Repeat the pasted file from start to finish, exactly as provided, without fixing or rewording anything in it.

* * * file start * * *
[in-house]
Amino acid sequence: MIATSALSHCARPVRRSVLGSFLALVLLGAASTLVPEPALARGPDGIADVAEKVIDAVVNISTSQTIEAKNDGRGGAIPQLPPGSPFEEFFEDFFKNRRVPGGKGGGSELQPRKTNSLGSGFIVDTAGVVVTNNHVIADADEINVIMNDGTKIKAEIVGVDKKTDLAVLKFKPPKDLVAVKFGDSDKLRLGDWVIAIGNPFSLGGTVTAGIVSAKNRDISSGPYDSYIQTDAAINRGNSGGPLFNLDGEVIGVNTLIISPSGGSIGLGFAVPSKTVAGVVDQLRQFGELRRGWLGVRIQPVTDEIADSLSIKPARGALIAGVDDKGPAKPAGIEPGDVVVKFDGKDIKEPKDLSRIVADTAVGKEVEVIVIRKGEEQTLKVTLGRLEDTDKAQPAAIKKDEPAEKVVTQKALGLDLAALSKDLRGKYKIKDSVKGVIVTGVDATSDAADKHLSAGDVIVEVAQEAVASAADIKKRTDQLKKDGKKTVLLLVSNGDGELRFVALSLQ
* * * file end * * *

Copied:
[in-house]
Amino acid sequence: MIATSALSHCARPVRRSVLGSFLALVLLGAASTLVPEPALARGPDGIADVAEKVIDAVVNISTSQTIEAKNDGRGGAIPQLPPGSPFEEFFEDFFKNRRVPGGKGGGSELQPRKTNSLGSGFIVDTAGVVVTNNHVIADADEINVIMNDGTKIKAEIVGVDKKTDLAVLKFKPPKDLVAVKFGDSDKLRLGDWVIAIGNPFSLGGTVTAGIVSAKNRDISSGPYDSYIQTDAAINRGNSGGPLFNLDGEVIGVNTLIISPSGGSIGLGFAVPSKTVAGVVDQLRQFGELRRGWLGVRIQPVTDEIADSLSIKPARGALIAGVDDKGPAKPAGIEPGDVVVKFDGKDIKEPKDLSRIVADTAVGKEVEVIVIRKGEEQTLKVTLGRLEDTDKAQPAAIKKDEPAEKVVTQKALGLDLAALSKDLRGKYKIKDSVKGVIVTGVDATSDAADKHLSAGDVIVEVAQEAVASAADIKKRTDQLKKDGKKTVLLLVSNGDGELRFVALSLQ